How to Use Stock Photography on Your Website or Marketing

Did you know that content with visuals gets 94% more views than content without visuals? It is nearly impossible to build an engaging website without images and those images need to be high quality. Here’s how the options break down:

 

Best: Professional brand photography

Investing in high quality brand photography is the best case scenario. This may be an investment for a small business but the return (ROI) can be huge. These brand photos can be used not only on the website, but also in social media and other marketing materials and ads for years to come. Having professional photos taken is really the best investment you can make in your business.

 

Better: High quality, on-brand stock photography

If you’re starting out and not able to afford a professional, custom photoshoot, stock photography is a perfectly acceptable solution. Sites like Unsplash and Pexels even provide this stock photography for free! Other reasonably priced stock photo options are: Creative Market,  Etsy and Moyo Studio.

 

Good: Graphic Illustrations and minimal photos

A lot can be accomplished in web design by using graphics such as icons or shape elements and color blocking. If you have not yet invested in professional photography and are for some reason nervous about using stock photography, this can be a good option if it is implemented well.

 

Unacceptable: Snapshots

The worst possible option is using low quality, badly framed, mismatched snapshots. Using these images will make your business seem unprofessional and leave a bad impression with clients.

 

How to Use Stock Photography on Your Website or Marketing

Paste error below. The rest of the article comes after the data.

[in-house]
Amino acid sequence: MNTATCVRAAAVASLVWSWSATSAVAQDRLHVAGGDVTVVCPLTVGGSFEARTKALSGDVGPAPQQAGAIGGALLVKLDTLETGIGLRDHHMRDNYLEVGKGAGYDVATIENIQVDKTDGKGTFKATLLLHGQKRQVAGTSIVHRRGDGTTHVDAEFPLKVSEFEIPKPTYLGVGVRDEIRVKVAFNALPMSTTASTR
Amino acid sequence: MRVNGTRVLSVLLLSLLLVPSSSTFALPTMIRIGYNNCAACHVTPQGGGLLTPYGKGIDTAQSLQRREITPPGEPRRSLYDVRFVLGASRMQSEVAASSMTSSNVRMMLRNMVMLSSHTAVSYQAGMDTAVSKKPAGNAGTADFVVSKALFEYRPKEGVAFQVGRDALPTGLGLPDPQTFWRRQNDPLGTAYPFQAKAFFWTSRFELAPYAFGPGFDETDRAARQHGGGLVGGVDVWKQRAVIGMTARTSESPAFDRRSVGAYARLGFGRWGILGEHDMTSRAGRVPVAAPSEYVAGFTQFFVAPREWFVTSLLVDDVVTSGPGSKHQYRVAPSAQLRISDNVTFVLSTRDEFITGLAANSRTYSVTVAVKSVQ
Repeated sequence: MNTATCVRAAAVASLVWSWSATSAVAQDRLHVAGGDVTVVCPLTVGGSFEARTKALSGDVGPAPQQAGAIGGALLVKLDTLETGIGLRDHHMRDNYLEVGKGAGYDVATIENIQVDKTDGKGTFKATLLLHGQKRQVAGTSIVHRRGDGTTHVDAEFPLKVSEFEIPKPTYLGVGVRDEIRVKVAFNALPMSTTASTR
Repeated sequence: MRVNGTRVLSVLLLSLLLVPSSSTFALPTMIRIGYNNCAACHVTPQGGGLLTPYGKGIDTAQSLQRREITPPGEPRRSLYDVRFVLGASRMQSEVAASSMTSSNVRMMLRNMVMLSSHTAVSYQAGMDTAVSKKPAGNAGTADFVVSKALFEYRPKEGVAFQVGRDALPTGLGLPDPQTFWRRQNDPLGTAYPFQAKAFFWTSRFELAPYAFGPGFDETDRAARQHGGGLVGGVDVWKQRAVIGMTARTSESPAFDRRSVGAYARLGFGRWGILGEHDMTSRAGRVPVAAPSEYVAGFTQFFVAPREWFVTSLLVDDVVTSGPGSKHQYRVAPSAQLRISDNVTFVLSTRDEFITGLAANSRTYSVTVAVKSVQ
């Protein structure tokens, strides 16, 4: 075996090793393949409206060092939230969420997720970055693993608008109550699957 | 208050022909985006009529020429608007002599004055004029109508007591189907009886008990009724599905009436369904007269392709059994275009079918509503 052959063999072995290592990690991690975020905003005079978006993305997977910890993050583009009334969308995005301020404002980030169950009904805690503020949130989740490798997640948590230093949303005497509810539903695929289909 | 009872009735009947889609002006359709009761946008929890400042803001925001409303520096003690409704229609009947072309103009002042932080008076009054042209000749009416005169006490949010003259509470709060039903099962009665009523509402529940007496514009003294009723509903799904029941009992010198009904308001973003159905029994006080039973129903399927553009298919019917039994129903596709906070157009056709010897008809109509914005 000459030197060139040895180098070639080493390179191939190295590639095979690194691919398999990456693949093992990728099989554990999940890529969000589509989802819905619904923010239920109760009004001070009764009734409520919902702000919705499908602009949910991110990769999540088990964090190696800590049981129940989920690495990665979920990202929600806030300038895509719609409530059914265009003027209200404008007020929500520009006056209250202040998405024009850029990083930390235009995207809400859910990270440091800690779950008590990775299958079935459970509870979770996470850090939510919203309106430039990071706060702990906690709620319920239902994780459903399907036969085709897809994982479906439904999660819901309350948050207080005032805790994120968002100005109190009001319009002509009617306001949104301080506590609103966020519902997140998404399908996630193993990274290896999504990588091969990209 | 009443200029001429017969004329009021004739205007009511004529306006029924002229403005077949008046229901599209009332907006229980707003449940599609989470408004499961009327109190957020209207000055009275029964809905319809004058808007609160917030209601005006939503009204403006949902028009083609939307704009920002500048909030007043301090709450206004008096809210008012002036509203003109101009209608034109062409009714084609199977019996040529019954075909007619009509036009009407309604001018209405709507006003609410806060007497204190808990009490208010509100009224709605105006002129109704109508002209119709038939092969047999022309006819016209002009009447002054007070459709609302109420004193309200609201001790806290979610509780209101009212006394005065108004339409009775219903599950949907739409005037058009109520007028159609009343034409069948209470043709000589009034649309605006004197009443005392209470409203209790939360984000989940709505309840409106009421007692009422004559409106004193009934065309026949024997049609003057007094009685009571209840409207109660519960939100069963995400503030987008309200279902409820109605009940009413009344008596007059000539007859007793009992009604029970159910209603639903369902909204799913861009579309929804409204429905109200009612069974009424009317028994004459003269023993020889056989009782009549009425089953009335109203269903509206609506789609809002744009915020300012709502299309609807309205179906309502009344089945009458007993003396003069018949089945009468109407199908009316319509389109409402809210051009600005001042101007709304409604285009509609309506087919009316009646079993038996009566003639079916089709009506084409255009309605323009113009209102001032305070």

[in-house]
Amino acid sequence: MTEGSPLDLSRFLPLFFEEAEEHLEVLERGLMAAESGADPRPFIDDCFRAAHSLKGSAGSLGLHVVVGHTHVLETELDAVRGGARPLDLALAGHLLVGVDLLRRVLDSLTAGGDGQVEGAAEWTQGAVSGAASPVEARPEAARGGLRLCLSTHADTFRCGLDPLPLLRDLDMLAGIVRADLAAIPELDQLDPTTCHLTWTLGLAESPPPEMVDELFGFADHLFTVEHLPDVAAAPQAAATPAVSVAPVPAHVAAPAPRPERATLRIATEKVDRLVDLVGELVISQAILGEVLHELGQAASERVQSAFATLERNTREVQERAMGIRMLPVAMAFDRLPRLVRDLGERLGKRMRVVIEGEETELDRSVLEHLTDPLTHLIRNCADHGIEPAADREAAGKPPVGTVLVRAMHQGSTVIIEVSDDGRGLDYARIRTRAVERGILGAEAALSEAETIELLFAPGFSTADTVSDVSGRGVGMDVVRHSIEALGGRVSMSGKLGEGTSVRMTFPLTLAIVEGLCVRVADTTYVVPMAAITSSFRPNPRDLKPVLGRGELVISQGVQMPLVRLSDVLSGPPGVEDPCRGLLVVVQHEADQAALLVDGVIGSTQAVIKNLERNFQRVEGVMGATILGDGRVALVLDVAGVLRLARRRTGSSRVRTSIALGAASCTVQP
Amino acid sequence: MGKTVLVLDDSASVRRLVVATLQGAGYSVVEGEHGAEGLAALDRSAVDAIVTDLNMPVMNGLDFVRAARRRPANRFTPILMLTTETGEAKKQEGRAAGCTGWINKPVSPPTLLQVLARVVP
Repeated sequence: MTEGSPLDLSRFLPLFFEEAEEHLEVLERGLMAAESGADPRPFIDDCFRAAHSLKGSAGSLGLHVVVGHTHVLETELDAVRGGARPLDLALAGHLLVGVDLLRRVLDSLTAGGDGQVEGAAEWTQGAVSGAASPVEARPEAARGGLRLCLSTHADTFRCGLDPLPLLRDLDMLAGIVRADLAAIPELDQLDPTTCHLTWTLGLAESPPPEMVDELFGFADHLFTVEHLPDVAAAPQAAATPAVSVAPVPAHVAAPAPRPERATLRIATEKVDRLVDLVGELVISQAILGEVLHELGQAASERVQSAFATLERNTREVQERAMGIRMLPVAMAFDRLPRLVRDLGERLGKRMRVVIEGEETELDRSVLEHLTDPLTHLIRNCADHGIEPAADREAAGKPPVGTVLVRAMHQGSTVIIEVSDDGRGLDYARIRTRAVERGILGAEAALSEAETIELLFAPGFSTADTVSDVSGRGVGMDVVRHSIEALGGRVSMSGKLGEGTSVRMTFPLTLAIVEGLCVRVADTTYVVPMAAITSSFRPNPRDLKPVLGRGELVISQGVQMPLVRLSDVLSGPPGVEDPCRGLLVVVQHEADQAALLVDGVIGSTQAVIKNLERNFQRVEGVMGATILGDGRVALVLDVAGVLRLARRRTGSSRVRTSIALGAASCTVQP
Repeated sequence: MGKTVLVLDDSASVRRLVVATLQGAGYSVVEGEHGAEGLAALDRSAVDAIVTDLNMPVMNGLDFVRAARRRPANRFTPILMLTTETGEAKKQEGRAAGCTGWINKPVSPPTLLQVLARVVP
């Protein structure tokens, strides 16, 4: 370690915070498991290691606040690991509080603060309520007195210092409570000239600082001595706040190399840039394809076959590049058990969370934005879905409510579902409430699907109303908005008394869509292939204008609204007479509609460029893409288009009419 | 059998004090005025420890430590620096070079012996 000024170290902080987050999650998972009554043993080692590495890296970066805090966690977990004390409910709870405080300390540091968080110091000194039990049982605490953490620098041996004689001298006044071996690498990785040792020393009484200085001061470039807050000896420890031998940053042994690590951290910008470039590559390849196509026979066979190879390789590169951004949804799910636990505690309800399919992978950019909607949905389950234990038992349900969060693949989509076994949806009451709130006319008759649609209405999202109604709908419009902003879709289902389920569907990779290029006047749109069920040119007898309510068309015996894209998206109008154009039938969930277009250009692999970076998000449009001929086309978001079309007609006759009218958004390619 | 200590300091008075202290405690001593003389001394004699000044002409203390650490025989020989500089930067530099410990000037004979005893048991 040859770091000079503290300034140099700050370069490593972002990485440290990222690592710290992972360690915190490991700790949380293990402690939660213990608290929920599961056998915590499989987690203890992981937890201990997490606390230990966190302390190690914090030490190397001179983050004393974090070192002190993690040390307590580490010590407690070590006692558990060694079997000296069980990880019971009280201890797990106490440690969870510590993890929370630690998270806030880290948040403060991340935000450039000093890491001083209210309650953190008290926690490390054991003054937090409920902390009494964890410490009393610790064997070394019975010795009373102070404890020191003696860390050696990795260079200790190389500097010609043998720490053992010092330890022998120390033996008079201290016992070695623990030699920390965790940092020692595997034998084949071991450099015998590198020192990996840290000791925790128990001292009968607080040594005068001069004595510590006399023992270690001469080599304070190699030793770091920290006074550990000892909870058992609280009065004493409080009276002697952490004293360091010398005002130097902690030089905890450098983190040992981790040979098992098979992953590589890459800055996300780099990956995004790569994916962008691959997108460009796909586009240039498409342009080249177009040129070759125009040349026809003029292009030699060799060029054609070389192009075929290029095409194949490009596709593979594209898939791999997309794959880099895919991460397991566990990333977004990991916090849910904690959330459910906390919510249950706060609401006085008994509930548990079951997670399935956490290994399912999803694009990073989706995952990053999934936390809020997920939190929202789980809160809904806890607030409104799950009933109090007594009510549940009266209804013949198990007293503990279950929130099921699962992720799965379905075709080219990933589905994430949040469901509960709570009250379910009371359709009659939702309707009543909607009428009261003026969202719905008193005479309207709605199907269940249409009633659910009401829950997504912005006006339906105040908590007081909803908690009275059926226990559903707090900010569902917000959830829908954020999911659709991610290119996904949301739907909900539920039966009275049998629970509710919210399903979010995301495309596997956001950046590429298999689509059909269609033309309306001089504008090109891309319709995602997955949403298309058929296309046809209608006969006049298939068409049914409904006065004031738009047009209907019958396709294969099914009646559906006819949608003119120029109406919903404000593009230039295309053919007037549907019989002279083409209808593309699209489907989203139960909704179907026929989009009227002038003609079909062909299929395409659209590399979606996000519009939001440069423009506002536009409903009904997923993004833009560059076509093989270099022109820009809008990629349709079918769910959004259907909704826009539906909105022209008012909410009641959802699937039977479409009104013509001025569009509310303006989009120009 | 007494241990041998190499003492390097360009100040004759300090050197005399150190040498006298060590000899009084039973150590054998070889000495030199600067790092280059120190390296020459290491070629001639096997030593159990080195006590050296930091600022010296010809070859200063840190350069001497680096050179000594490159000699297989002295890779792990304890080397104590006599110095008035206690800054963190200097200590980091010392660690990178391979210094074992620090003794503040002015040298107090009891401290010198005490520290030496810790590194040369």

So you want to use stock photography but how can you do it without looking like everyone else? How can you incorporate stock photos in a way that they are not obviously stock photos?

 

Here are 8 tips for effectively using stock photos for your website, social media, or marketing materials:

 

  1. Choose photos that fit your brand.
  2. Choose photos with colors that fit your brand palette.
  3. Make sure that you are not misrepresenting yourself or your work by including stock photos in your portfolio or your About page. (You’re not fooling anyone.)
  4. Consider modifying the photos to make them your own such as cropping, adding a text overlay, making them black and white or duotone. (This can be done using a photo editing program or Canva.)
  5. Use stock photos as background on website sections or banners, Instagram stories or more.
  6. If people are in the images, consider using close up of hands, or crop the image so the face is not showing.
  7. Never use watermarked images (It makes you look so bad!)
  8. Never use copyrighted images without permission.

By following these tips, you can effectively use stock photos without blending in!  Download the free guide (pdf) below.

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